Daniel parked the rental car in the designated parking area at Avis. It was strange to think this was the last time he would drive an automobile for the rest of his life. Change was on the horizon, and he continued to hope and pray that he was making decisions that were right in the eyes of God.
His parents openly wept when Daniel told them the truth about the night he left the community—that Christmas Eve so long ago. Their forgiveness partially plugged the hole that had been in Daniel's heart since then. But if things were going to be right for all of them, Lydia would need to know the whole story too—a secret that Daniel had carried for eighteen years, and one that Elam took to his grave. Daniel worried whether his confession was a betrayal of his brother. He could only pray that now Elam would want him to step forward with the truth.
Lydia's olive skin still glowed, just as he remembered. The dusty rose of her cheeks and full pink lips lent a natural beauty to her delicate face, a face that reflected the perfect combination of strength and femininity. Her dark-brown hair, barely visible from beneath her kapp, hadn't speckled with gray over the years like his own, and her deep brown eyes still reflected her every emotion. She still moved with grace and poise. And she still rubbed her first finger and thumb together when she was nervous, something she'd done more than once today.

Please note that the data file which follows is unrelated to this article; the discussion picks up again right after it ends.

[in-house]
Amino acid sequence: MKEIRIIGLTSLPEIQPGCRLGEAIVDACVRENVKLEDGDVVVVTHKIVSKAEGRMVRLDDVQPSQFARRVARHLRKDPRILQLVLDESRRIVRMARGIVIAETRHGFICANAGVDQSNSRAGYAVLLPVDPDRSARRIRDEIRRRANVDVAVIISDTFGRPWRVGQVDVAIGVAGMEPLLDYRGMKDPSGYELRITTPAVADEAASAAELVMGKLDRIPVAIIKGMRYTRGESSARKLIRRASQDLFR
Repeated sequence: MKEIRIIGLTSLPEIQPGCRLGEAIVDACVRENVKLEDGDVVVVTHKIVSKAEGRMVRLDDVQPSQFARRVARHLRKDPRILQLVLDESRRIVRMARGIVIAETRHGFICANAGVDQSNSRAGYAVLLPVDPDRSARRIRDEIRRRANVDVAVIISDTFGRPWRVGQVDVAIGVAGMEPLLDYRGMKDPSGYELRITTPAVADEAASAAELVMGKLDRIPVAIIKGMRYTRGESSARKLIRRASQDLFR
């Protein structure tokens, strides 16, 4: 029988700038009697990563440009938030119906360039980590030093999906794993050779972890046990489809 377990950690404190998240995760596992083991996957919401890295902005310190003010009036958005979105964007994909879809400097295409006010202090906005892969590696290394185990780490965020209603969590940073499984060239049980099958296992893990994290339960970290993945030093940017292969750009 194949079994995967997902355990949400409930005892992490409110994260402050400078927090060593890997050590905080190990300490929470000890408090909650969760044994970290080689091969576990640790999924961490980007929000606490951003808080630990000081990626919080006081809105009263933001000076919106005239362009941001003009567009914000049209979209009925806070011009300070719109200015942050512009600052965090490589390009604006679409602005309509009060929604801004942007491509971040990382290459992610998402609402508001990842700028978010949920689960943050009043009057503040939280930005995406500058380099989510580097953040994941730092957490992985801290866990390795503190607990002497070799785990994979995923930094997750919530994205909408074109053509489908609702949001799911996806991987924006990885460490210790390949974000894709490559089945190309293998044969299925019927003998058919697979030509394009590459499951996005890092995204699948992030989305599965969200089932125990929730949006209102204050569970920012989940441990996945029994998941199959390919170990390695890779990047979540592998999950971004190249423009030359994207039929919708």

But did Lydia have enough forgiveness in her heart, not only to forgive him, but also to forgive her own husband—a man no longer in a position to explain his choices? Could she forgive two brothers who had betrayed her one Christmas Eve so long ago?
Daniel climbed out of the car and closed the door.
I hope so.
* * *
Lydia heard a knock at the door shortly after Daniel left.
Please don't be Daniel again.
She was relieved to see Sarah Fisher, but one glance at her friend's face told her that Sarah had heard the news of Daniel's return. Sarah scooted past Lydia into the den. Lydia followed her in and closed the door behind them.
"Have you heard?" Sarah asked, breathless.
Lydia gulped and fought the tears welling on her eyelids. "Ya. He was here."
Sarah put both hands to her mouth. "Oh no. Are you all right?"